Today, I came upon a contentious thread about bird banding on my local birding listserv. This thread made me think of the emails I got in response to my Snowy Owl post -- the post which criticized the photography field ethics we witnessed up at Boundary Bay. On today's listserv, a member birder had concerns about the effects of banding on birds like dippers. The subsequent conversation veered toward some strong opinions, and someone posted [...]
... and grackles foraging across Nevada, exploiting urban food scraps. One of my favorite things about visiting southern climates is the summer night chatter of grackles ... the cavatina that becomes the dissonant ensemble of grackle song when huge groups of the birds roost on urban plazas. These were winter-time grackles -- Great-tailed Grackles roaming the parking lots of Las Vegas in search of handouts and leftovers. I particularly love the way grackles use their [...]
You see signs of wild horses before you ever see horses ... The Sign of the Horse - ©ingridtaylar And, along the way, these signs ... Horse Crossing - ©ingridtaylar From the point where I turned off the highway north of Las Vegas and headed west into wild horse country, I drifted under the speed limit in anticipation -- watching for horses on the two-lane road that stretched straight to the [...]
So far, that's all I've seen at this nesting site . . . two diligent Osprey, bringing each other fish and taking turns sitting. The structure of the cell phone tower obscures the interior of the nest, so I see only what happens on the rafters outside. To date, it's been just a male and female Osprey with no visuals of eggs or young. They have their favorite dining area, on a girder to the [...]
photos ©ingridtaylar - email me for permissions Big-haired, 80s-style, Belted Kingfisher -- on a windy day in Des Moines, Washington. Kingfishers are famously elusive when they see a lens pointed at them. This girl had good fishing prospects at the Des Moines Marina, so she put up with me for the sake of her prime real estate.
Double-crested Cormorant - Phalacrocorax auritus. Photographed with my Olympus E-3 and Zuiko 70-300mm. The birds were silhouetted in late afternoon light, high ISO 1000, some post-processing NR to compensate for the darker conditions.. I shot this series along the Lake Washington Ship Canal in Seattle. If you've watched Double-crested Cormorants [literally] coming home to roost, you know that the process of securing a branch of one's own can be arduous. These cormorant wings are designed [...]
I watched this Great Blue Heron (Ardea herodias) preening and relaxing for a half hour or so. At the very end of our "visit," he yawned and held the pose for just a few seconds. I snapped this shot. A bird yawn always takes me back to the chaotic year of looking after two rescued racing pigeons, Chauncey and Clive. At the end of every bath session, they'd do an extensive preen, then [...]
. . . it's a Seattle thing. First alert -- a look overhead and warning calls: American Wigeon first responders leave lone Eurasian Wigeon to contemplate his next move: And he's off: Safety in numbers: The instigator comes into view: The juvenile Bald Eagle shows little interest in the ducks, catches the thermals, and whirls up over the trees. The wigeon [...]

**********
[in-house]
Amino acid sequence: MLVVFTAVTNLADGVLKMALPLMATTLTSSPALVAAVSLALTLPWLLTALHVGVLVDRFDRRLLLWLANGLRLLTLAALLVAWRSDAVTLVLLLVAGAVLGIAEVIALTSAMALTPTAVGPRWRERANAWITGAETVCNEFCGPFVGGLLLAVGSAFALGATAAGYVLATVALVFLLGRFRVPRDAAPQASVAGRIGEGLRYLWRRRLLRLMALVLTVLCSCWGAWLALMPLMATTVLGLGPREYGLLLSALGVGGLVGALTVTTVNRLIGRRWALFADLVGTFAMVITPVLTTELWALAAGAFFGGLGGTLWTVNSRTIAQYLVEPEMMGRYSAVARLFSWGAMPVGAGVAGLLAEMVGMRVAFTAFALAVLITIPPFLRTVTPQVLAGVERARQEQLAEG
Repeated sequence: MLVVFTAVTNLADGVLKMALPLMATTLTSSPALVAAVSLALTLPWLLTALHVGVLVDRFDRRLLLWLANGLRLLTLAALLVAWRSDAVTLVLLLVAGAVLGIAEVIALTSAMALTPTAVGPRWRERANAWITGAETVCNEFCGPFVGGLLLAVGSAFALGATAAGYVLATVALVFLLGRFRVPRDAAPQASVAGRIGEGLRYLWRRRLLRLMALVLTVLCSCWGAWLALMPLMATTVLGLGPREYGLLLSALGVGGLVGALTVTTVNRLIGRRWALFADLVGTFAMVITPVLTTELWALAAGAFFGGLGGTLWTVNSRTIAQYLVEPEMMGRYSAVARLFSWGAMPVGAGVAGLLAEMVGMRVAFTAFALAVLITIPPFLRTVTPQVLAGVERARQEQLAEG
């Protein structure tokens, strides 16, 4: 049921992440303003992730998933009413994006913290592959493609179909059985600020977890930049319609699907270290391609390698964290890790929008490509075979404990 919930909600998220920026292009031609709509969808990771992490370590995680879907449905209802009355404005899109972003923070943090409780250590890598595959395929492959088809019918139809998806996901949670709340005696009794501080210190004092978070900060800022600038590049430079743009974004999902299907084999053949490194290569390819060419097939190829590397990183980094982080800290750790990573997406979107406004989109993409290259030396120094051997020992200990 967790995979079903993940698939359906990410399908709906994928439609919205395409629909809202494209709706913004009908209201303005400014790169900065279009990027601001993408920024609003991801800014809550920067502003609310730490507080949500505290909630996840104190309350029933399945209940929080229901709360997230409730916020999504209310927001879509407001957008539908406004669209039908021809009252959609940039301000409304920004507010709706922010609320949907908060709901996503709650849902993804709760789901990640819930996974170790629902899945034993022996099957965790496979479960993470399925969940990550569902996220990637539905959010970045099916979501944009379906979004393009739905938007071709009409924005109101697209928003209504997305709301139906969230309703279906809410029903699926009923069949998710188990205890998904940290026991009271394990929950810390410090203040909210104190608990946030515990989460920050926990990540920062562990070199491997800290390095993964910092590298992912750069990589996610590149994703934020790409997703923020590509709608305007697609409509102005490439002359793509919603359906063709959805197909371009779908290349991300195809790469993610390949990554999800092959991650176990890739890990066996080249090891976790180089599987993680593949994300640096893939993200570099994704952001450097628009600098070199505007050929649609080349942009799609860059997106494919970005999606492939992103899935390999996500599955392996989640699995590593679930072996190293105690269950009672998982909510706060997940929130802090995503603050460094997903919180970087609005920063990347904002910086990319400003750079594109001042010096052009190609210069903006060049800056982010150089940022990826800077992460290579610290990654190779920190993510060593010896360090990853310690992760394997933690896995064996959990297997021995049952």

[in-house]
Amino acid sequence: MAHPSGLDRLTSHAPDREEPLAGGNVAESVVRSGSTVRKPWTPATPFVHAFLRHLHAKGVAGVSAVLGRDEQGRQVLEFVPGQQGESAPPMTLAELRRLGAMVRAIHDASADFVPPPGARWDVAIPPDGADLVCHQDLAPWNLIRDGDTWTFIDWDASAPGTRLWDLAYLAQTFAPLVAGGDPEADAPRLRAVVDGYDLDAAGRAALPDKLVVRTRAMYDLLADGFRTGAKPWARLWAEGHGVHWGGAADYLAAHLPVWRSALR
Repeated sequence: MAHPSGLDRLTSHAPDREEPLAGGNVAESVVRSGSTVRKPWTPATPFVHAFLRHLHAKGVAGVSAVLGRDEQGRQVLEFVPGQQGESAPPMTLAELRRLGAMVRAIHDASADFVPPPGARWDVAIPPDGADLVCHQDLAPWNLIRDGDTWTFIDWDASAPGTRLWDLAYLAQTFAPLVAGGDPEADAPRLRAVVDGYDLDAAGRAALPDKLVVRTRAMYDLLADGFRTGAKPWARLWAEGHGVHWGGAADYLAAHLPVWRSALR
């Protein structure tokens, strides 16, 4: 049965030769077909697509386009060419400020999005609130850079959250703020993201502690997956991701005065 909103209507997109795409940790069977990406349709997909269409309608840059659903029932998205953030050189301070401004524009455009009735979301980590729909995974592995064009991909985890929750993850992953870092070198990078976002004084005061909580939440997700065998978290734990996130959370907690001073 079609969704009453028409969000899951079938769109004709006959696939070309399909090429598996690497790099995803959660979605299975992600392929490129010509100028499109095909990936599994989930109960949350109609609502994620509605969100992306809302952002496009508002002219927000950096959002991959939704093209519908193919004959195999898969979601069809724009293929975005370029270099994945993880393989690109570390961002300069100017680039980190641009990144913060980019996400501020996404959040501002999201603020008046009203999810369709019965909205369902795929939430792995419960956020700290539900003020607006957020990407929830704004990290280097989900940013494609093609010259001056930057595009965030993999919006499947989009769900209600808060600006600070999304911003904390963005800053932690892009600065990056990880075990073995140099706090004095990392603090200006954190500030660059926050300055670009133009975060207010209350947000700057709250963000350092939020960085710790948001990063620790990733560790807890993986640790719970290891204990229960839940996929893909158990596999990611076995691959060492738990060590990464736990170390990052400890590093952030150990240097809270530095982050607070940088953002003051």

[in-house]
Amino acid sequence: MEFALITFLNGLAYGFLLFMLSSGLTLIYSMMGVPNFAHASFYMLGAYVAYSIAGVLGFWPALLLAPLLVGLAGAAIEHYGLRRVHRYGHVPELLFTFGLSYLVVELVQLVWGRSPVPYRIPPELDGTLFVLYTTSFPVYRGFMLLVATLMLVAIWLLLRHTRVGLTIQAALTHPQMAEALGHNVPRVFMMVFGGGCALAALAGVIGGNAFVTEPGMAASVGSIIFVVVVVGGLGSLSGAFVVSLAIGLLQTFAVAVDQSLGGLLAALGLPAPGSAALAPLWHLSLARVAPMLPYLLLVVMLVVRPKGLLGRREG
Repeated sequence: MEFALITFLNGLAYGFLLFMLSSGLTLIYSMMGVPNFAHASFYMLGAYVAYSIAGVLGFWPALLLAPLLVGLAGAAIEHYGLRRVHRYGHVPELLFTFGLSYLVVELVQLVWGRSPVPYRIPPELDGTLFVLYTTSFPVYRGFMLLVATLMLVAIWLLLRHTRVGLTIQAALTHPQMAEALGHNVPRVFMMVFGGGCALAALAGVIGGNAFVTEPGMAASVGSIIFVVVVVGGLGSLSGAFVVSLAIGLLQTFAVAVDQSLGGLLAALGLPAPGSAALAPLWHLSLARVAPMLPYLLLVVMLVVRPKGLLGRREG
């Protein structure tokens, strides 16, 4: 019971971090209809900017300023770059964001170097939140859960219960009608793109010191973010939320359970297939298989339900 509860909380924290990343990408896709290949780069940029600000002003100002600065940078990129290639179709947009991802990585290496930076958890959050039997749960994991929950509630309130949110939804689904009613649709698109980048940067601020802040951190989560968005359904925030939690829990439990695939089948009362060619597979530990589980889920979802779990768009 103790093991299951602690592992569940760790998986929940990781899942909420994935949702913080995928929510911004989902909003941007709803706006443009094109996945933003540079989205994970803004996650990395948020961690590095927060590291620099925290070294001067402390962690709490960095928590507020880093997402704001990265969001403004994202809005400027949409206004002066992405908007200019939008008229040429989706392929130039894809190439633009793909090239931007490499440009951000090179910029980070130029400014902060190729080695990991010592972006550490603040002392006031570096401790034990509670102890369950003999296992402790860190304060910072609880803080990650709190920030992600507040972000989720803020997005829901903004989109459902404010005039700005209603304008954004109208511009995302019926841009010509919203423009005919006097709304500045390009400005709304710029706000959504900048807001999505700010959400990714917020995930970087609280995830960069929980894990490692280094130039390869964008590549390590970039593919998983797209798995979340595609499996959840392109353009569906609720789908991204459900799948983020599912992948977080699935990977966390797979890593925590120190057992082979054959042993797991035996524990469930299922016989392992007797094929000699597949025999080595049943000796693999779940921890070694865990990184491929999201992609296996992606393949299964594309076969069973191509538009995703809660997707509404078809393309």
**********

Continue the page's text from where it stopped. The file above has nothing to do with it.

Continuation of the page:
Here's a great way to make a photographer happy: After viewing her photos, say something like "wow, you must have really great gear." Everyone knows photography is not about the gear. Right? Well, it isn't . . . but sometimes it is. Artistic vision is definitely not about the gear. And you'll rankle a lot of artistic people if you say it is. I know a few people who are stocked to the gills with [...]
On a recent morning, nursing my perfect cup of coffee as brewed by my perfect host of a friend, I heard a sound from the kitchen. A shout, actually ...
Wildlife oil spill experts are on the scene in Louisiana, setting up emergency centers and assessing the damage from the Deepwater Horizon spill.
Squirrels don't win popularity contests with gardeners and bird feeders. Tree squirrels, agile and clever, have been known to outsmart even the toughest mazes designed to thwart them. In fact, if you never saw the 1990s British documentary Daylight Robbery, check out the video clip at the end of this post. From there you can link to other segments of the show. The gist of it is . . . grey squirrels in the UK [...]
Our "gear" began with a collapsible pet carrier and some work gloves. At that point, we could still transport a few pieces of luggage and one niece or nephew in the backseat. Years later, in the same two-door Civic, we can barely get a turnip in the trunk. [read more of this post . . . ]
It's estimated that 400 million animals die each year on roads in the United States, struck by vehicles. It's impossible to know precise numbers, particularly since mortally wounded animals will crawl away from road shoulders (where the dead can be counted). That 400 million figure is extrapolated from various local surveys and collision statistics. A Road Kill Diary This topic is on my mind because of a Photostream I came upon at Flickr [...]
“Responsible wildlife photographers observe a strict code of ethics. The cardinal rule: if anything you do directly or indirectly endangers, restricts or harasses an animal, stop and leave the animal alone. The integrity of a wildlife photograph evaporates if the subject was not free to come and go, if it shows fear or anxiousness, if it has been provoked to attack or to defend itself.” ~ Robert Winkler, A Wildlife [...]